Over the course of Britain’s sweltering summer, the landlord of the building inhabited by the Observer periodically informs us that our air conditioning is undergoing an “automated controlled shutdown” because the weather has become so hot and humid that the system is at risk of damaging itself. So just when you really need cooling air, you can’t have it. One to be filed under: you couldn’t make it up.

This is not uncommon. The offices, factories, homes, roads and railways of Britain were designed on the assumption that it is a country of blessedly temperate conditions, immune to extremes of heat and cold. When people say that Britain is not built to withstand a sizzling summer, this is more literally true than they may know.

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Categories: Sustainable Living

South Australia on track to meet 75% renewables target Liberals promised to scrap

Wed, 07/25/2018 - 01:38

Liberal energy minister, who inherited policy criticised as a mix of ‘ideology and idiocy’, says he’ll ensure it does not come at too high a price

South Australia’s energy minister says the state is on track to have 75% of its electricity from renewable sources by 2025 – the target set by the former Labor premier Jay Weatherill and once rejected by his Liberal government.

And Dan van Holst Pellekaan pledged to ensure it does not come at too high a price.

Related: Sanjeev Gupta: Coal power is no longer cheaper – and we'll prove it

We must transition away from fossil fuels towards renewable energy ... And we need to do it sensibly.

Related: Life after coal: the South Australian city leading the way

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Categories: Sustainable Living

Renewables jobs at risk unless emissions reduction target ramped up

Tue, 07/24/2018 - 18:00

Analysis suggests 15,000 jobs at risk because of lack of new renewable projects under national energy guarantee

Activist groups are intensifying efforts to persuade Australia’s states and territories to demand the 26% emissions reduction target in the national energy guarantee be ramped up, with new analysis suggesting jobs in renewable energy will be lost.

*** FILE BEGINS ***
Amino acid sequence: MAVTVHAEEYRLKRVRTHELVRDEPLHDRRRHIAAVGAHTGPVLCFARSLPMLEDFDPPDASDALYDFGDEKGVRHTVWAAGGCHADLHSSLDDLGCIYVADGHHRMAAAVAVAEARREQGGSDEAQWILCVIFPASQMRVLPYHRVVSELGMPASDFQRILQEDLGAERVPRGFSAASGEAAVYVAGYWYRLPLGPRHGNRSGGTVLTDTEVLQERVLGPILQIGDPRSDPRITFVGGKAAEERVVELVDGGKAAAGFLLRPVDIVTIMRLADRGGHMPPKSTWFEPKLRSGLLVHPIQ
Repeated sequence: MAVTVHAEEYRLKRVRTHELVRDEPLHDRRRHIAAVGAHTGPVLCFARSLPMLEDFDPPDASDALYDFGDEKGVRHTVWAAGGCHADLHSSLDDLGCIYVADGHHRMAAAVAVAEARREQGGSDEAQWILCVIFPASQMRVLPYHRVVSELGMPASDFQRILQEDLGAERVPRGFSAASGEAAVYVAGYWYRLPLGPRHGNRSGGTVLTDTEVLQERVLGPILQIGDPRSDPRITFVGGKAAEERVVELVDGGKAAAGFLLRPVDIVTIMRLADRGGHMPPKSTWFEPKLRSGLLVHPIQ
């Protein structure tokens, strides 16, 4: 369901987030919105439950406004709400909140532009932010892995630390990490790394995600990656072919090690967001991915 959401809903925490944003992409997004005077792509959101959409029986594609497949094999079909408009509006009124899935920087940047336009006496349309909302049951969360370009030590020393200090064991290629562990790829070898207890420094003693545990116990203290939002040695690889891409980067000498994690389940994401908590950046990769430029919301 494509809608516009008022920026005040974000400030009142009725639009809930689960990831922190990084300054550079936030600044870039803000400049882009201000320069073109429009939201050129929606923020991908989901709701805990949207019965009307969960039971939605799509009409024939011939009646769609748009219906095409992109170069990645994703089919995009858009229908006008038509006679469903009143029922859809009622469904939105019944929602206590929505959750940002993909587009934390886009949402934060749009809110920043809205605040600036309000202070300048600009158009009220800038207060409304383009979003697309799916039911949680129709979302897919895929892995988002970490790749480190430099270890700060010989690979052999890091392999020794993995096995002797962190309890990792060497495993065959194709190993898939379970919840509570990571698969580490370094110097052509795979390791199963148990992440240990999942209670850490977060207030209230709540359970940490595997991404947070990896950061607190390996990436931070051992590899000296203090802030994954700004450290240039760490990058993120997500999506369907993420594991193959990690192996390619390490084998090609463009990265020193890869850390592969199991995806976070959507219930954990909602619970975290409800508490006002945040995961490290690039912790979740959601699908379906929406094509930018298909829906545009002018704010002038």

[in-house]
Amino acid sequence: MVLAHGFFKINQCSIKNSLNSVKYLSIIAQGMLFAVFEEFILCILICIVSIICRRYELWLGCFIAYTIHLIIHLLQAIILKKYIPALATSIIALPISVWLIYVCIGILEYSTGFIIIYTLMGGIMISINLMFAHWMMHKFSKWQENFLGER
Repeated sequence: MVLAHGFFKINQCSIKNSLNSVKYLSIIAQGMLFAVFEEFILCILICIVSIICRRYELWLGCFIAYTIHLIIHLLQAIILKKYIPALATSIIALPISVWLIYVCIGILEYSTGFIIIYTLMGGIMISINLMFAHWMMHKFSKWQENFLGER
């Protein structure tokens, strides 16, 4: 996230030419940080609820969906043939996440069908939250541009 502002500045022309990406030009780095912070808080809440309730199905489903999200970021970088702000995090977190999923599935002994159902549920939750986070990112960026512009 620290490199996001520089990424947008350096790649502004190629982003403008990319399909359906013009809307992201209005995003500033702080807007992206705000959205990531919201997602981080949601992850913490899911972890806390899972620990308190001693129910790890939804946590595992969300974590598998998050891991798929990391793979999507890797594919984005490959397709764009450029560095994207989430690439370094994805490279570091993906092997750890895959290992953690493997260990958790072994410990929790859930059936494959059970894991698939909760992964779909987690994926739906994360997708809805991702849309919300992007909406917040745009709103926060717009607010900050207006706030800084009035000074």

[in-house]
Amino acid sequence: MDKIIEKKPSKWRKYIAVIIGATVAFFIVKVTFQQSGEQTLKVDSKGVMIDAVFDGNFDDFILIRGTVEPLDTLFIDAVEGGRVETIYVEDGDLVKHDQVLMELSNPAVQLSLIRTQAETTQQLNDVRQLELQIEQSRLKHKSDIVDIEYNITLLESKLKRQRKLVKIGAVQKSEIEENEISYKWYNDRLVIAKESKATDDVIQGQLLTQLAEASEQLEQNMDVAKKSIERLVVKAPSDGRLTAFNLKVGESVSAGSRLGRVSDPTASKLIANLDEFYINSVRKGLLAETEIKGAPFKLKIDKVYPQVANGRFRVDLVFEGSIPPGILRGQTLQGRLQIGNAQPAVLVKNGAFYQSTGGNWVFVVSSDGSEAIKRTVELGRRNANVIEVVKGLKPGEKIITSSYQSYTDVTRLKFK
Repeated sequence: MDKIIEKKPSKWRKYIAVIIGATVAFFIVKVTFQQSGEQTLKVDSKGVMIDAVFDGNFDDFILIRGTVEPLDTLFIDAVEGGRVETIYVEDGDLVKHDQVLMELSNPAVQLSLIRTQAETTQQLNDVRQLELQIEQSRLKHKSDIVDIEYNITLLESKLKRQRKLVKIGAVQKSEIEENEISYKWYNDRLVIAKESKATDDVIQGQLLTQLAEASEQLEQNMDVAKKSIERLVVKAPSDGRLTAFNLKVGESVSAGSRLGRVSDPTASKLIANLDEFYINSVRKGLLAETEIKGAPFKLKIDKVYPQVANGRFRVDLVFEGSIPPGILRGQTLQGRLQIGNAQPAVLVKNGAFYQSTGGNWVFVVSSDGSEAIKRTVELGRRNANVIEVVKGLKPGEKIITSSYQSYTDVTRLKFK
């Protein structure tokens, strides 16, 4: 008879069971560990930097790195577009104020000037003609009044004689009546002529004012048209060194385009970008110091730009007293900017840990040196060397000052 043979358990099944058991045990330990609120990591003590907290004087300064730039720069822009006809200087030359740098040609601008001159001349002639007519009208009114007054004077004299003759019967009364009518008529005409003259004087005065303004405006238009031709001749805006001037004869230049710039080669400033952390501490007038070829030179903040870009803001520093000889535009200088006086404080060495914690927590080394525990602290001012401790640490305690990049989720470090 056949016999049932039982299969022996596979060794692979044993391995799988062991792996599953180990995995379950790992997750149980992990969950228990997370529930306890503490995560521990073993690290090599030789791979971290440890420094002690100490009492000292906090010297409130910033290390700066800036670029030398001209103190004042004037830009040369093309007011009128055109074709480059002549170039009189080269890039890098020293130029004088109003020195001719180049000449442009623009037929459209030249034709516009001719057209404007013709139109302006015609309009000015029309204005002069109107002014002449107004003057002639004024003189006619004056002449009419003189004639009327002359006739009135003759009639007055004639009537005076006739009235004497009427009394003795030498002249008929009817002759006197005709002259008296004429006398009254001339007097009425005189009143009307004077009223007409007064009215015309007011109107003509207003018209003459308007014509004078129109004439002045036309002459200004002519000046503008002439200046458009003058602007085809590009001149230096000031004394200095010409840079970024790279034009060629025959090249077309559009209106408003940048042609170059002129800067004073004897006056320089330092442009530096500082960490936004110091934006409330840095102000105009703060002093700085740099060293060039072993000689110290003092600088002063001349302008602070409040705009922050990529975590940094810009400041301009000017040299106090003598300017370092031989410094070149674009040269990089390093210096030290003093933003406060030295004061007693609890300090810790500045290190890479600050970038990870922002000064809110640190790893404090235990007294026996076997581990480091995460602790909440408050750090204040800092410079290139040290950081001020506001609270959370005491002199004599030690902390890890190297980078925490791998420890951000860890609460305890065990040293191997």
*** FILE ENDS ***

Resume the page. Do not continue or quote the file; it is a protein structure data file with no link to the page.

A new projection from Green Energy Markets, funded by GetUp, says up to 15,000 jobs in large scale renewables projects in Queensland and Victoria are at risk unless the Neg’s emissions reduction targets are increased.

Related: Architects of energy policy tell states they can sign up even if they don't agree with emissions targets

Related: Sanjeev Gupta: Coal power is no longer cheaper – and we'll prove it

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Categories: Sustainable Living

'The US government has checked out on renewables': can cities fill the gap?

Tue, 07/24/2018 - 11:00

Burlington, the first US city to run entirely on clean power, is inspiring other cities to make progress on climate change

Burlington in Vermont has already given the world Ben & Jerry’s ice cream and provided the political launchpad for Bernie Sanders. Now the city’s successful switch to 100% renewable electricity is spurring US mayors to fill the gaping void on climate change action left by the Trump administration.

Burlington didn’t make a fuss when it switched on a new hydropower plant in late 2014 and became the first US city to run entirely on clean power. “We didn’t have parades. I don’t know why in retrospect we didn’t make more of it,” says Miro Weinberger, the wire-haired mayor of Burlington.

The job of every elected official in this country changed the day Donald Trump was elected

Related: More than 100 cities now mostly powered by renewable energy, data shows